Water conservation

How Catalina hopes to survive a historic drought • Long Beach Post News

He was developing technology at the time and the city hoped it would provide a stable source of drinking water on an island 23 miles off the southern California coast with few other options.

“I don’t know what we would have done without desalination,” said Avalon Mayor Anni Marshall, who has lived here for 38 years. “It was a big help to us.”

Today, Catalina has two desalination plants that extract salt from seawater, providing up to 230,400 gallons per day, or about 40% of the island’s drinking water.

While desalination has been a critical tool for water security, officials said the island will have to make tough choices as levels in its reservoirs continue to fall in the face of worsening drought conditions due to climate change. This summer will likely be the driest on record in California.

In a solution, Southern California Edison, which built the desalination plants and operates water, electric and gas utilities on the island, plans to add a third well for the plants for 201,600 gallons of water. extra water per day. This would total 432,000 gallons per day and provide over 56% of the island’s drinking water.

Brian Leventhal, spokesman for Southern California Edison, said the plan would avoid future water rationing.

“As recently as 2014-2017, Catalina customers faced severe water rationing due to persistent drought conditions,” he said. “Adding a third well will mean customers won’t have to ration as much.”

Tourists walk the streets of Avalon on Catalina Island on Wednesday, May 25, 2022. Photo by Brandon Richardson.

Desalination technology has been around for decades but remains controversial due to high costs and environmental impact. This month, the California Coastal Commission killed a longstanding proposal by Poseidon Water to build a $1.4 billion desalination plant in Huntington Beach, noting concerns about energy use and location in an earthquake fault zone.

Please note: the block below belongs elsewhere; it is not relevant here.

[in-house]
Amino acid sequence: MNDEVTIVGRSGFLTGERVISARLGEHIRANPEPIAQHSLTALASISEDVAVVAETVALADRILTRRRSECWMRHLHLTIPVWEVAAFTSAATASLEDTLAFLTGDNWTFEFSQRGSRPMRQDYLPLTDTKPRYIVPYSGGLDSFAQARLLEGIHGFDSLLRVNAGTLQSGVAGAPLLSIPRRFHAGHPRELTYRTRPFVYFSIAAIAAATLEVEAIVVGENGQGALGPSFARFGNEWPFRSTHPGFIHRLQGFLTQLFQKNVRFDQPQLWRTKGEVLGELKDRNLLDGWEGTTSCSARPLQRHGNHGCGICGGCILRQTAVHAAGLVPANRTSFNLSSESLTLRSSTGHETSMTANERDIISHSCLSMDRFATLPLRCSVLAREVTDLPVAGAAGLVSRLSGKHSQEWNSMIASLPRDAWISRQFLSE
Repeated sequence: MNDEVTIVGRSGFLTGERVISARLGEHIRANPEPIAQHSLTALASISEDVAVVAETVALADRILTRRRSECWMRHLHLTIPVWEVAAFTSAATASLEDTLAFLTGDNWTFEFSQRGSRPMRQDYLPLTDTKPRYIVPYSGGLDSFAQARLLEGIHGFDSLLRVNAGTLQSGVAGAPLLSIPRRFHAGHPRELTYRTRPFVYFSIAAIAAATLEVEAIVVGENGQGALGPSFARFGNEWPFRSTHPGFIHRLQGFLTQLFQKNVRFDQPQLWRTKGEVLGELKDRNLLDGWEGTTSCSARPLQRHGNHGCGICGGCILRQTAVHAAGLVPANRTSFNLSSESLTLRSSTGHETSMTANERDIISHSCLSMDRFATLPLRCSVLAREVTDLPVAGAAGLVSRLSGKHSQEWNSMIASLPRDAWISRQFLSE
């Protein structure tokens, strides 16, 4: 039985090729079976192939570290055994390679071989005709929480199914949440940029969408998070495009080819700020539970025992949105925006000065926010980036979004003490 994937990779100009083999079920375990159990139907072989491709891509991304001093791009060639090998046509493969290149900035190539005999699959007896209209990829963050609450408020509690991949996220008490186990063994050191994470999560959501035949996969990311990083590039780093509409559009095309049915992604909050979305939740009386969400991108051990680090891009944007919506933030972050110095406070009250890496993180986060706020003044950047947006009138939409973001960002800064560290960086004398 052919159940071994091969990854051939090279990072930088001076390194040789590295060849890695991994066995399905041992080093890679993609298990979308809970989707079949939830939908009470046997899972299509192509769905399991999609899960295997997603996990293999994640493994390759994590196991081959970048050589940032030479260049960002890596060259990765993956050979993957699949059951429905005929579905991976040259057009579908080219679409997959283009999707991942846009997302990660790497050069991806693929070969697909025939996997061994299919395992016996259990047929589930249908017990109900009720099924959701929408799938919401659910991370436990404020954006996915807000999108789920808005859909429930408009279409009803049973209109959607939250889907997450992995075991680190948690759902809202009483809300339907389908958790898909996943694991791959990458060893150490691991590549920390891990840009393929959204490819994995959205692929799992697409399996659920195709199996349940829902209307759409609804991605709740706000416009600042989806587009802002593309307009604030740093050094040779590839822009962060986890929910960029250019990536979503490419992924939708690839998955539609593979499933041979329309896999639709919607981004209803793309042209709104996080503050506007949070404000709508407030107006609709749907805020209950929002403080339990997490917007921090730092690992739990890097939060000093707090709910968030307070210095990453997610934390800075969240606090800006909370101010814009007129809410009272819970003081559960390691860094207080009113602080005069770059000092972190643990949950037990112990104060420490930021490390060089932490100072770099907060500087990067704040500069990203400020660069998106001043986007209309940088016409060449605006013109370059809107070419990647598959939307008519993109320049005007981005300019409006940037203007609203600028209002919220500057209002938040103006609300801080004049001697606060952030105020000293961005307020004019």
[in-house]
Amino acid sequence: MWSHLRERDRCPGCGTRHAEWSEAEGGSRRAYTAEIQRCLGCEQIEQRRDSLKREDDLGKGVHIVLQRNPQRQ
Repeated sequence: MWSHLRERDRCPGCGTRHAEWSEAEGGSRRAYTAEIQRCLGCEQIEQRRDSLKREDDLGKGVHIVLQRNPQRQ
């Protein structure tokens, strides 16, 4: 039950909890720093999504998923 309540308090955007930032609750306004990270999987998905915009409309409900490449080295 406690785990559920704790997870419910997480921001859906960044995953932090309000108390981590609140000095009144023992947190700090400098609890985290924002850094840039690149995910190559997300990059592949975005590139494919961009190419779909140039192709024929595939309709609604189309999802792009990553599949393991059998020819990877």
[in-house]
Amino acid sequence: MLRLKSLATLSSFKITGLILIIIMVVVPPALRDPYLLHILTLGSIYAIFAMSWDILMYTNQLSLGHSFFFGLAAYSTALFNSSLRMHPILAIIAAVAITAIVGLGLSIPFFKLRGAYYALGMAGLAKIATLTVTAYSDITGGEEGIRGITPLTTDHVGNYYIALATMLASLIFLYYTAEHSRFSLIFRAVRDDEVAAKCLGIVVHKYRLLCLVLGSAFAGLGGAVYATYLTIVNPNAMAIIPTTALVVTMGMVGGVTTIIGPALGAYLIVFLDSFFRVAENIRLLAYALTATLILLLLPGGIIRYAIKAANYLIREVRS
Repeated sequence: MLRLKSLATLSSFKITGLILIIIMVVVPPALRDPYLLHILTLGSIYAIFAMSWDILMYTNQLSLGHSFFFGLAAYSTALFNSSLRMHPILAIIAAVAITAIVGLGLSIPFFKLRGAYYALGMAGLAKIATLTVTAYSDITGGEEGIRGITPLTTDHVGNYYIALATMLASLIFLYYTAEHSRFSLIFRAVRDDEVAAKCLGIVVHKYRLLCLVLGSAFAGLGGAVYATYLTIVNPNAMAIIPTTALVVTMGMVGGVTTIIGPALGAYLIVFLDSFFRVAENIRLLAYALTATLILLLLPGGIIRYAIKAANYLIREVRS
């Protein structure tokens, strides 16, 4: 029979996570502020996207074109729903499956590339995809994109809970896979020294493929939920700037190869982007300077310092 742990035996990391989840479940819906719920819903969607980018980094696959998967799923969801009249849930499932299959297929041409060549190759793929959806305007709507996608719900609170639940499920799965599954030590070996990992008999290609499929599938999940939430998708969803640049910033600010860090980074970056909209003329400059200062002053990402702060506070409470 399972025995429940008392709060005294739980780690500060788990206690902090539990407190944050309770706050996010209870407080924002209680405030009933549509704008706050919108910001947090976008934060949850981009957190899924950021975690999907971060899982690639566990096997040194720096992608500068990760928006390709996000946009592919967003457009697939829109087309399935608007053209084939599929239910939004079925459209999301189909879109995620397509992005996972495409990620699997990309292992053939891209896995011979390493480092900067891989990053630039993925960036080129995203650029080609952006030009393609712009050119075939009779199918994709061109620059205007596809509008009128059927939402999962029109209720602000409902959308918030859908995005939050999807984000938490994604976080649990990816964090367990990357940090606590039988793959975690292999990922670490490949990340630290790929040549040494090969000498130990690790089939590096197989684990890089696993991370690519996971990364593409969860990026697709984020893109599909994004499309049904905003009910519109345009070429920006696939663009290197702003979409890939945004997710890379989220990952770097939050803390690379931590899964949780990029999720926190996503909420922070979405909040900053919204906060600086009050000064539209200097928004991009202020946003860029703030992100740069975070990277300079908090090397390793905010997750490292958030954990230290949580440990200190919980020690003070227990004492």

The proposed plant, which would have produced 50 million gallons of water a day, was backed by Governor Gavin Newsom, but faced fierce opposition from environmental groups concerned about marine life. The desalination process releases a heavy brine solution which is returned to the sea and has the potential to kill marine organisms and disrupt the coastal food chain.

While Poseidon called the commission staff’s report a “knell” for desalination, other planned projects, including one at Doheny State Park in Dana Point, are moving forward. The The Doheny project would use sloping wells that draw water from under the ocean floor to better protect marine life.

The proposed third well on Catalina will also require Coastal Commission approval, but the plan to add an additional 201,600 gallons of water per day has a much smaller footprint compared to other desalination facilities. California Coastal Commission spokesman Noaki Schwartz said the agency is still waiting to receive Edison’s final proposal.

The largest desalination plant in the country is the Carlsbad Desalination Plant, which produces an average of 50 million gallons per day. The Meyer desalination plant in Santa Barbara produces three million gallons per day, for about 30% of the city’s demand.

Even Long Beach at one point considered as desalination. For four years beginning in 2005, the city, as part of a research project, operated a 300,000 gallon per day plant at the Los Angeles Department of Water and Power’s Haynes Generating Station at East Long Beach. The project was ultimately deemed too expensive and the factory was closed.

Catalina added its second desalination facility at the Pebbly Beach Power Plant just west of Avalon in 2016 in response to increasing drought conditions. And by then, the technology had greatly improved from the original factory built 30 years ago.